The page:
Wine Glossary: L to N


Lean — Wines that are thin and simplistic, lacking body and complexity.

Lees — Solid residue, such as the remains of yeast, pulp, pips and skins, that are present in the cask. In order to keep some wines from oxidizing and to improve their textures and complexity, these wines are “kept on their lees” for a longer time. In this way, the addition of less sulfur is possible, but great care and expertise is important to prevent the creation of undesirable aromas.

Legs — The “streaks” that form on the inside of a wineglass bowl, a technique used to evaluate the alcohol concentration present. The higher the alcohol content, the more pronounced the legs. Also, a term used to define the balance and complexity of a wine; a wine may have “good legs.”

Length — The lingering aftertaste that evolves in the mouth. The length is regarded as the most reliable indicator of the quality of the wine. (See Aftertaste, Finish)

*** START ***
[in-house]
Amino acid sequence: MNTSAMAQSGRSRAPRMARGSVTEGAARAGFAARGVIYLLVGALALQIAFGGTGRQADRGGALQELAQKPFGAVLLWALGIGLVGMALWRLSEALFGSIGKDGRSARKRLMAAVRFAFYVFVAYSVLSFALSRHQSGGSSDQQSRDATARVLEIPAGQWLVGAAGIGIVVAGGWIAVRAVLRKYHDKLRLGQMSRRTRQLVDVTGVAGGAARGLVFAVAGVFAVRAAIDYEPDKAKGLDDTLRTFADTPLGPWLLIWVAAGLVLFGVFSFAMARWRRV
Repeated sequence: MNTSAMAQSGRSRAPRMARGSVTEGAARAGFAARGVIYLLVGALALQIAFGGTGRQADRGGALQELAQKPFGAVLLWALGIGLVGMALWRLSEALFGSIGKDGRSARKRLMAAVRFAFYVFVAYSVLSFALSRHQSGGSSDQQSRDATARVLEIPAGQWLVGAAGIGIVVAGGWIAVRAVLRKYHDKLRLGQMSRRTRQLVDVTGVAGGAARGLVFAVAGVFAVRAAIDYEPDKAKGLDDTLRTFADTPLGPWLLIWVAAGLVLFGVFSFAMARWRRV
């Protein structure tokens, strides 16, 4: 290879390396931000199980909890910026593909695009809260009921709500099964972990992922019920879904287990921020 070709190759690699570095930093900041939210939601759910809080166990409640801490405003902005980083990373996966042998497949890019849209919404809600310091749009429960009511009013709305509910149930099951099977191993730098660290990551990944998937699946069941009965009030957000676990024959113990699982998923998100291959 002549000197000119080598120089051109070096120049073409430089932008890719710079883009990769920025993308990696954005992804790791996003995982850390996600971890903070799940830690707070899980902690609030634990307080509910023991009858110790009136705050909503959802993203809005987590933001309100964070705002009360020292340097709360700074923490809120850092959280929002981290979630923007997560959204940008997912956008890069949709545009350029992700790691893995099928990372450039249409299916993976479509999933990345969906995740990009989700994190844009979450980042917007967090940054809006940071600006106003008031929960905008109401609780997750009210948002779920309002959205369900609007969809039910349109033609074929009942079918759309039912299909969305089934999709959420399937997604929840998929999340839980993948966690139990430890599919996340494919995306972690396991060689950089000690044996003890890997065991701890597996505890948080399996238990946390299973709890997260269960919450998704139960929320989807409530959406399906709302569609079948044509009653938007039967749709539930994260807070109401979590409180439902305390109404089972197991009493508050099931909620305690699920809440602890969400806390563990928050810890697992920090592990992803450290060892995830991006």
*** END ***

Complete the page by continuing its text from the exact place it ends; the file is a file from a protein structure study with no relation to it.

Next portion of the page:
Light-Bodied — A wine with delicate flavors, texture and aromas

Lively — Young, fruity and vivacious flavor


Malolactic — A secondary fermentation; malic acid is converted into less tart lactic acid and carbon dioxide. This process comes after alcoholic fermentation, essential in red wines. It is a process used by vintners in hot regions because their grape crops are generally low acidity. (See acidity) (See also Primary Fermentation)

Medium-Bodied — A wine with solid, but not rich weight and texture

Middle Palate — How wine overall affects the mouth; the tasting experience after the nose of the wine and its finish.

Mouth Feel — The physical, tactile affect of a wine in the mouth.

Must — Unfermented grape juice; in the process of being fermented into wine.


Nose — The smell of wine. (See Aroma or Bouquet)

Notes — The specific, identifiable aromas of wine such as fruity, floral, nutty, chocolaty, earthy, mineral, of leather.  (See Oaky, Bouquet)